About Us

The Irish Ballooning Association is affiliated to the National Aero Club of Ireland, the Federation Aeronautique Internationale and the Commission Internationale d' Aerostation. The CIA is the international governing body of ballooning.

As the representative body for hot air ballooning in Ireland the IBA handles the selection process for International competitions and supervises the National Ballooning Championship which has now been running for over 40 years.

In the late 1950's there was a revival of hot air ballooning worldwide. The development of lightweight manmade fabrics and the introduction of bottled liquid petroleumgas made the manufacture and flying of balloons more practical. It wasn't long before some keen aviators explored the possibilities of bringing this new aviation experience to Ireland.

In June 1968 a group of Irish aviation enthusiasts founded the Dublin Ballooning Club which acquired its first balloon in 1970 and undertook the training of balloon pilots. As the sport developed and the number of balloons increased, it became necessary to set up an independent representative body for pilots and balloon owners and so the Balloon and Airship Association of Ireland was formed. Over time this became the Irish Ballooning Association which is now the governing body for all sport ballooning activities in Ireland.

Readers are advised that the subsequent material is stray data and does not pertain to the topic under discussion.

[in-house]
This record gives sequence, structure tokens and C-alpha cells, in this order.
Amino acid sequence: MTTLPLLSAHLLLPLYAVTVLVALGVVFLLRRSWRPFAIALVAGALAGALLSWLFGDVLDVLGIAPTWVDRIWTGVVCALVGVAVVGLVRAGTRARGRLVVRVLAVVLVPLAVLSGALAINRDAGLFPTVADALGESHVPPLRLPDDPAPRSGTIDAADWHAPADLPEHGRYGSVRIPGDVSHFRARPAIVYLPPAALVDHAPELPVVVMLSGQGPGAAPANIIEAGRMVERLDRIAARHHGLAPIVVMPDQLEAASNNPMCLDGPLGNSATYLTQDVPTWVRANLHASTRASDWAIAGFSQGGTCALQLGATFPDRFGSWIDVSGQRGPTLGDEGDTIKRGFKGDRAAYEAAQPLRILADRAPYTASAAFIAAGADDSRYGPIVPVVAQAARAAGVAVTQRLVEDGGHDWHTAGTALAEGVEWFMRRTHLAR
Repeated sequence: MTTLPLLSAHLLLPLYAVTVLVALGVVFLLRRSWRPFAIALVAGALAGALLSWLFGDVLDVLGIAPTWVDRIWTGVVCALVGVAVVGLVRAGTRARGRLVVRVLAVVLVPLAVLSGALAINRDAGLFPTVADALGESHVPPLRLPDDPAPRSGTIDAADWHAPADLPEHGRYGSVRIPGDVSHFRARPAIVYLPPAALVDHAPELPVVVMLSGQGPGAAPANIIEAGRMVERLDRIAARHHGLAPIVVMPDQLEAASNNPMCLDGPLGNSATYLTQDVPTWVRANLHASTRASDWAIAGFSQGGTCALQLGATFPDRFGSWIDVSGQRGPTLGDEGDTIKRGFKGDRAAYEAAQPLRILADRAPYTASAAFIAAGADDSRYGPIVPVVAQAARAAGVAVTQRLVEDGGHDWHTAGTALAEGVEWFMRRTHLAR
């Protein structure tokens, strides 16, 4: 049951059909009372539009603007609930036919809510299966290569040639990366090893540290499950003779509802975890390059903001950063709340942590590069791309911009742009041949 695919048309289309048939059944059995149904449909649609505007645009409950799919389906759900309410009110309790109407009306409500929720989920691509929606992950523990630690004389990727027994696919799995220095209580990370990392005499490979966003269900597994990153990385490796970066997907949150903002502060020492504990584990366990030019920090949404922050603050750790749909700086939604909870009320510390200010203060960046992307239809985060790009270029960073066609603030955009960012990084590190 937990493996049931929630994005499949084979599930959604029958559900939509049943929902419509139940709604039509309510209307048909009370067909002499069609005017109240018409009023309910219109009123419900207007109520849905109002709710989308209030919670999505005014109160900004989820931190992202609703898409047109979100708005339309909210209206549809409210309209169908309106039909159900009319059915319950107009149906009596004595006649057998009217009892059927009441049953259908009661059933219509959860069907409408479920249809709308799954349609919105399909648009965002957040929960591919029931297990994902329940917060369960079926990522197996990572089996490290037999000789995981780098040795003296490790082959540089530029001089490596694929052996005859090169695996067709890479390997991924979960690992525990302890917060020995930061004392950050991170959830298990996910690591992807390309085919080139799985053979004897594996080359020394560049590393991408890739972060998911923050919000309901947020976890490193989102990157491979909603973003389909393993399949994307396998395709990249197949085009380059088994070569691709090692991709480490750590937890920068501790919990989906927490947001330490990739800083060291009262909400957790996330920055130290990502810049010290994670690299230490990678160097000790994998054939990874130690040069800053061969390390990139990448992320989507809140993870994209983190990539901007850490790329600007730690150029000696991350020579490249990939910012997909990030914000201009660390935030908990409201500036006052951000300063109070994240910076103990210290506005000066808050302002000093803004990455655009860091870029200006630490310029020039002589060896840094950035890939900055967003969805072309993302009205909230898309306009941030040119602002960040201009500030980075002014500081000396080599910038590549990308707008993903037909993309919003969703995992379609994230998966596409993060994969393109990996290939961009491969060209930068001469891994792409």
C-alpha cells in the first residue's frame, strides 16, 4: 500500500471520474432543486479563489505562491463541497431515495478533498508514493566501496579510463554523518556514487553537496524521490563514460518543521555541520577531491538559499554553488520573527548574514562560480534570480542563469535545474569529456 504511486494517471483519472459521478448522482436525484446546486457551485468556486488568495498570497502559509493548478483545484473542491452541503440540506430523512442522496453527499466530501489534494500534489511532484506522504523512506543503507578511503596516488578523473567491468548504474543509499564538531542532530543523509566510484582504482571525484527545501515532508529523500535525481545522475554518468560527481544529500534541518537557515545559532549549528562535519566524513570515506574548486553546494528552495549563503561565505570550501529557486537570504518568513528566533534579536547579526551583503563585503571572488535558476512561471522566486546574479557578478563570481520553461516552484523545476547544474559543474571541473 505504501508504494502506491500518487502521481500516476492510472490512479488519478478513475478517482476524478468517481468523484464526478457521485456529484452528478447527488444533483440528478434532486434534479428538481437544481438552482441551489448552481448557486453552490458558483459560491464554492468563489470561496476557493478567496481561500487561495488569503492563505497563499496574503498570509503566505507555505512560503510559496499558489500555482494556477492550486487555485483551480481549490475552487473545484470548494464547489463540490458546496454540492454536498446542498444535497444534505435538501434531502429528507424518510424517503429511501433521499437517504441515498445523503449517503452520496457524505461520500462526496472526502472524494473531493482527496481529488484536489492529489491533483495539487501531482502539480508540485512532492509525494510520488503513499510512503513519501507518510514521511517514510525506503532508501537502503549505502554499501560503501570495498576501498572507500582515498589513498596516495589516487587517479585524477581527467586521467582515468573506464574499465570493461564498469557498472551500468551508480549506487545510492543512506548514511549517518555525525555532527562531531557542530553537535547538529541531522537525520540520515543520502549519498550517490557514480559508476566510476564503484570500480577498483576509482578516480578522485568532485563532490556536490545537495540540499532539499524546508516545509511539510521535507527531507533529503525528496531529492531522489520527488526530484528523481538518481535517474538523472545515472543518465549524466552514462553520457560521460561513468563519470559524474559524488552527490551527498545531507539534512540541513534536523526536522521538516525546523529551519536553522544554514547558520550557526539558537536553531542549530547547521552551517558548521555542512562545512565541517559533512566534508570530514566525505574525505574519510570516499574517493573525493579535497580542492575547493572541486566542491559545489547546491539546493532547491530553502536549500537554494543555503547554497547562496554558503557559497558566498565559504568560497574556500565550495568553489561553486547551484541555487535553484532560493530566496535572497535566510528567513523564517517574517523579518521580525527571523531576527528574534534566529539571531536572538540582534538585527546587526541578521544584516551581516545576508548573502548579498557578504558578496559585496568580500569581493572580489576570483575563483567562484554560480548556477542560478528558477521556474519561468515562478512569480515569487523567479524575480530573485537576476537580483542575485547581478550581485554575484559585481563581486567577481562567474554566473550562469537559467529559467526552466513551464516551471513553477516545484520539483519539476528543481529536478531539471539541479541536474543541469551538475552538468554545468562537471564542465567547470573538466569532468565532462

An ideal opportunity to demonstrate a hot air balloon to the general public arose when the Rothmans Air Rally was scheduled to take place at Ballyfree, Co. Wicklow in June 1968.

Christopher Martin, a member of the Irish Aviation Club made arrangements to bring a balloon over from England for the event. The balloon, an AX6 "Bri ghton 65" registered G­-AWJB owned by Malcolm Brighton, was flown at Ballyfree by American balloonist Bill Malpas on 2nd June 1968. 

Chris Martin then placed an advertisement in the National newspapers inviting anyone interested in forming a ballooning club to attend a meeting at Wynn's Hotel in Dublin on 14th June 1968. This small gathering of about thirty people resulted in the formation of the Dublin Ballooning Club.  

The new ballooning club immediately set about acquiring a balloon. The main obstacle was the shortage of finance and it was two years later when Lyons Tea were persuaded to contribute £1,000 in sponsorship. The shortfall of  £1,500 required to purchase a balloon was loaned by David Synnott who was then the club secretary. And so, ballooning in Ireland began.